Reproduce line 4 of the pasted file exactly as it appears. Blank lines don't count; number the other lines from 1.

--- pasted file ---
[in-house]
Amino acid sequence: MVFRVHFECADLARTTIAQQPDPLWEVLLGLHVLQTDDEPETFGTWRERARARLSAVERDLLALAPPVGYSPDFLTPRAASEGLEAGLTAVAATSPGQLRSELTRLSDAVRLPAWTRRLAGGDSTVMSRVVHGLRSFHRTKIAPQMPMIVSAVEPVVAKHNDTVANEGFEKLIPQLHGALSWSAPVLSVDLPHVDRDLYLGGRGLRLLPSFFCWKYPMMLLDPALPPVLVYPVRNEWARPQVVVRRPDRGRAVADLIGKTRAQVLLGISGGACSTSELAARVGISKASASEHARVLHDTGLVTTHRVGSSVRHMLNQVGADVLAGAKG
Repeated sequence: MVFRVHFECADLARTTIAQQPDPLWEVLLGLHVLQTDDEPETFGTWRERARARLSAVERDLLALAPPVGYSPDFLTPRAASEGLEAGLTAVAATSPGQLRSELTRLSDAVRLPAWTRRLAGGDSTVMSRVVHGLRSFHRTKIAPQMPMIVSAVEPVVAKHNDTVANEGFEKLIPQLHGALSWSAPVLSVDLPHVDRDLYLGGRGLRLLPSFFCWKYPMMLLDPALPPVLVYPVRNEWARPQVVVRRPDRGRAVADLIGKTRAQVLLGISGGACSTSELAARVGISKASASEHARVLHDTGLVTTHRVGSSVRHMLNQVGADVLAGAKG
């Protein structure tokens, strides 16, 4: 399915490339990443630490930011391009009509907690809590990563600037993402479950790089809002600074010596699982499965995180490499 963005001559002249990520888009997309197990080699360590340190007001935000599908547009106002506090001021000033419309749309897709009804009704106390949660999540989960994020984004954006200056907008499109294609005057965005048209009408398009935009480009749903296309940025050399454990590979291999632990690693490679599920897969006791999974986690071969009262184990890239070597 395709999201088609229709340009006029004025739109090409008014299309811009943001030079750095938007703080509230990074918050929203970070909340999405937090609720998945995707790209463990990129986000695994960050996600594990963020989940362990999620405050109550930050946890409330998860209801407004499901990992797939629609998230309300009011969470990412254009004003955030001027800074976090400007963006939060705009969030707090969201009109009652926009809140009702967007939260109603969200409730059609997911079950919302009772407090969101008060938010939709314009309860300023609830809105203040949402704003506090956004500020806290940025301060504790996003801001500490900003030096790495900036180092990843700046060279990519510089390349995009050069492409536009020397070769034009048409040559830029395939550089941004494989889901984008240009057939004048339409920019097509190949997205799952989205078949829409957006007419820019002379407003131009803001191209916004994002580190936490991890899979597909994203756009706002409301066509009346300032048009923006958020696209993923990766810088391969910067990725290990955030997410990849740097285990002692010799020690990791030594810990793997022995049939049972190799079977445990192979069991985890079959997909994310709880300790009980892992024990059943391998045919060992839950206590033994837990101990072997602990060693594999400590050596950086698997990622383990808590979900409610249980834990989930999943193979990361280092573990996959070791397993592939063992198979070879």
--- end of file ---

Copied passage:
């Protein structure tokens, strides 16, 4: 399915490339990443630490930011391009009509907690809590990563600037993402479950790089809002600074010596699982499965995180490499 963005001559002249990520888009997309197990080699360590340190007001935000599908547009106002506090001021000033419309749309897709009804009704106390949660999540989960994020984004954006200056907008499109294609005057965005048209009408398009935009480009749903296309940025050399454990590979291999632990690693490679599920897969006791999974986690071969009262184990890239070597 395709999201088609229709340009006029004025739109090409008014299309811009943001030079750095938007703080509230990074918050929203970070909340999405937090609720998945995707790209463990990129986000695994960050996600594990963020989940362990999620405050109550930050946890409330998860209801407004499901990992797939629609998230309300009011969470990412254009004003955030001027800074976090400007963006939060705009969030707090969201009109009652926009809140009702967007939260109603969200409730059609997911079950919302009772407090969101008060938010939709314009309860300023609830809105203040949402704003506090956004500020806290940025301060504790996003801001500490900003030096790495900036180092990843700046060279990519510089390349995009050069492409536009020397070769034009048409040559830029395939550089941004494989889901984008240009057939004048339409920019097509190949997205799952989205078949829409957006007419820019002379407003131009803001191209916004994002580190936490991890899979597909994203756009706002409301066509009346300032048009923006958020696209993923990766810088391969910067990725290990955030997410990849740097285990002692010799020690990791030594810990793997022995049939049972190799079977445990192979069991985890079959997909994310709880300790009980892992024990059943391998045919060992839950206590033994837990101990072997602990060693594999400590050596950086698997990622383990808590979900409610249980834990989930999943193979990361280092573990996959070791397993592939063992198979070879």